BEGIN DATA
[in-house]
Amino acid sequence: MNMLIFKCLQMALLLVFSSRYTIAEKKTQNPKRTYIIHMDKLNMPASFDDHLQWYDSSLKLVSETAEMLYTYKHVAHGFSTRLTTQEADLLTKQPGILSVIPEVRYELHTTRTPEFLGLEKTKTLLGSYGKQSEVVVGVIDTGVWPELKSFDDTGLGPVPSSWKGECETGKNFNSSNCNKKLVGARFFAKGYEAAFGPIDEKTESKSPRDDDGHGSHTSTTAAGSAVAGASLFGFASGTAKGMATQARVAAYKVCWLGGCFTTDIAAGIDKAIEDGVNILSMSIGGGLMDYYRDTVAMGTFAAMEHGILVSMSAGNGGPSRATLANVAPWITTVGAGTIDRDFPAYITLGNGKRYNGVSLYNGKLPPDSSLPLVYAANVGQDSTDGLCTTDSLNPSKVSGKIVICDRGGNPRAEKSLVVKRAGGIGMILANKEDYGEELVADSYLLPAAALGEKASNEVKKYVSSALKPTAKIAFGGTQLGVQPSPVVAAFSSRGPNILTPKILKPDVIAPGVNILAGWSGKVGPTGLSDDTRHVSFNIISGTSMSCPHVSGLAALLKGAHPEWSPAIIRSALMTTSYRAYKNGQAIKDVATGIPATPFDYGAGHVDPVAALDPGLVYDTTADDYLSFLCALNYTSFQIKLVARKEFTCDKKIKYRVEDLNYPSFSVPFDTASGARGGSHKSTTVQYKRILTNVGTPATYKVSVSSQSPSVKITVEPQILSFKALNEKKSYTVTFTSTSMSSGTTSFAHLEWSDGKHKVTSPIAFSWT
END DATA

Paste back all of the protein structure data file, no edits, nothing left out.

[in-house]
Amino acid sequence: MNMLIFKCLQMALLLVFSSRYTIAEKKTQNPKRTYIIHMDKLNMPASFDDHLQWYDSSLKLVSETAEMLYTYKHVAHGFSTRLTTQEADLLTKQPGILSVIPEVRYELHTTRTPEFLGLEKTKTLLGSYGKQSEVVVGVIDTGVWPELKSFDDTGLGPVPSSWKGECETGKNFNSSNCNKKLVGARFFAKGYEAAFGPIDEKTESKSPRDDDGHGSHTSTTAAGSAVAGASLFGFASGTAKGMATQARVAAYKVCWLGGCFTTDIAAGIDKAIEDGVNILSMSIGGGLMDYYRDTVAMGTFAAMEHGILVSMSAGNGGPSRATLANVAPWITTVGAGTIDRDFPAYITLGNGKRYNGVSLYNGKLPPDSSLPLVYAANVGQDSTDGLCTTDSLNPSKVSGKIVICDRGGNPRAEKSLVVKRAGGIGMILANKEDYGEELVADSYLLPAAALGEKASNEVKKYVSSALKPTAKIAFGGTQLGVQPSPVVAAFSSRGPNILTPKILKPDVIAPGVNILAGWSGKVGPTGLSDDTRHVSFNIISGTSMSCPHVSGLAALLKGAHPEWSPAIIRSALMTTSYRAYKNGQAIKDVATGIPATPFDYGAGHVDPVAALDPGLVYDTTADDYLSFLCALNYTSFQIKLVARKEFTCDKKIKYRVEDLNYPSFSVPFDTASGARGGSHKSTTVQYKRILTNVGTPATYKVSVSSQSPSVKITVEPQILSFKALNEKKSYTVTFTSTSMSSGTTSFAHLEWSDGKHKVTSPIAFSWT